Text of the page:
My best tip for knit buttonholes is simple but good: Make sure your buttons and buttonholes match before finishing a whole garment.
When sewing the rule of thumb is that the buttonhole should be slightly larger than the button, so the button can easily slide through.
In knitting, however, the buttonhole needs to be slightly smaller than the button because of the stretchy nature of knitting.
Of course, the button must still be able to fit through the hole. If the button is a bit larger than the hole it won’t slide out by mistake.
Decide on the buttonholes sizing
If you add a buttonhole to your swatch it’s easy to try if the button will fit before you have spent a lot of time and effort in vain.
If you didn’t swatch the buttonhole in advance, you can just make the first buttonhole and try to put the button through. If it fits it’s good, if it doesn’t you can just unravel it and give it another go. (And be glad you discovered it sooner rather than later!)
If it’s not a match you may want to consider using a different method to knit your buttonhole. Or, a method that allows adjusting over how many stitches you make the buttonhole.
Different ways to knit buttonholes
There are a lot of ways to knit buttonholes. From a simple yarn over to the more complicated techniques where you bind off and cast on new stitches in different ways.
I have listed five variations of buttonholes for you down below, and as always there are pros and cons with all of them!
#1 The easiest way to knit a buttonhole
The easiest way to knit a buttonhole is to decrease one stitch and then make a yarnover. This is one of the most common as well.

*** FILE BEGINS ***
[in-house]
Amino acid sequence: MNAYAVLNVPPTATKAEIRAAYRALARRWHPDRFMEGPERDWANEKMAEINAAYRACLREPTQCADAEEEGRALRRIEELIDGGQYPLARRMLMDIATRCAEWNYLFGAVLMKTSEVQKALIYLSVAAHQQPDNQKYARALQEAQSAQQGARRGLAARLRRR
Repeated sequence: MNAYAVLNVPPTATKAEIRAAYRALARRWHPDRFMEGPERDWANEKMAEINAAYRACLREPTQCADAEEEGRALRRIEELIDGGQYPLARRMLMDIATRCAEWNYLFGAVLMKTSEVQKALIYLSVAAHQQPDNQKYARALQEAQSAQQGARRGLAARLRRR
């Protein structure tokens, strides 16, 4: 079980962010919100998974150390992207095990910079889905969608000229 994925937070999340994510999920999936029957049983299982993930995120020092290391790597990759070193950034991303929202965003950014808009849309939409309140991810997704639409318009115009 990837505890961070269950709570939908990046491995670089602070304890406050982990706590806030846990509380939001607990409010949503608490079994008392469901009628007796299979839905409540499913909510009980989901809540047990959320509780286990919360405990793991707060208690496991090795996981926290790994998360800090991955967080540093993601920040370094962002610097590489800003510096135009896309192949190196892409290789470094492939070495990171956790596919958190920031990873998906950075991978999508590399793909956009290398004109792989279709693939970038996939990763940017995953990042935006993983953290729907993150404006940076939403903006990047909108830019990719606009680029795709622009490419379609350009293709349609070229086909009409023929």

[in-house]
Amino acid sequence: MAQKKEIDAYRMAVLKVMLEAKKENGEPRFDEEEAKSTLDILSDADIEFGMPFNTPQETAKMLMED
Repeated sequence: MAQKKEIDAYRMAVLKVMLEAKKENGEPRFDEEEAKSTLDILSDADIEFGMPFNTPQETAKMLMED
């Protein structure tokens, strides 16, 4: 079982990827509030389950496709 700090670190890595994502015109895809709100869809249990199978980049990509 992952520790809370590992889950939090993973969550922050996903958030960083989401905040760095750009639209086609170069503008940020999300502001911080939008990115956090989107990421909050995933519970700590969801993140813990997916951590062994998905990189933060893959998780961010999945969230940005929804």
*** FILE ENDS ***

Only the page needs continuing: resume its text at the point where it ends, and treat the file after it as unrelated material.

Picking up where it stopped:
This buttonhole can be added where ever you want by knitting 2 stitches together and then making a yarn over. (k2tog, YO) (You can also do the yarn over first and the decrease right after, the result will be the same.)
One the following row you work the yarn over as a regular stitch.
This is easy, won’t mess up your stitch count, and creates a small rounded hole. The hole looks very discrete when made in garter stitch as the ridges more or less hide the hole.
#2 Double yarn over buttonhole
Making two yarn overs creates a bigger buttonhole. Making two yarn overs increases two stitches, therefore you will also need to decrease two stitches to keep your stitch count.
Knit 2 stitches together, make 2 yarn overs, slip slip knit (k2tog, 2YO, ssk)
Knit the yarn overs through the back loop on the next row.
#3 Two row buttonhole with yarn overs
This is currently my favorite of the buttonholes. It’s a bit on the larger side, it’s easy to make and I think it holds its shape rather well.
This two row buttonhole can easily be adjusted in size as well!
Row 1: Bind off two stitches
Row 2: Make a double yarn over
Knit the yarnovers through the back loop on the next row.
Wanna know more? I have a blog post with a video tutorial dedicated to this buttonhole.
#4 Bind off and cast on
This is a classic buttonhole where you bind off on the first row and cast on new stitches on the next row.
Row 1: Bind off as many stitches as needed to fit your button.
Row 2: Cast on the same amount of stitches.
There are a few different ways to cast on stitches in the middle of a row. Learn more here!
#5 No need ot knit a buttonhole
Yeah, you read me right, for some types of knitting you don’t even have to make a buttonhole.
This is often the case for bulky yarns or when knitting with loose tension, the stitches are so big you can easily fit a larger button through or between the stitches!
Be sure to test this on your swatch, we don’t want any bad surprises!
There is more to explore
We have only dipped a toe into the ocean of buttonholes here, but I think you can manage most knitting projects with these five variations.
If you like to explore the topic further, make a google or Youtube search and you will find buttonhole variations that will probably last you a lifetime 🙂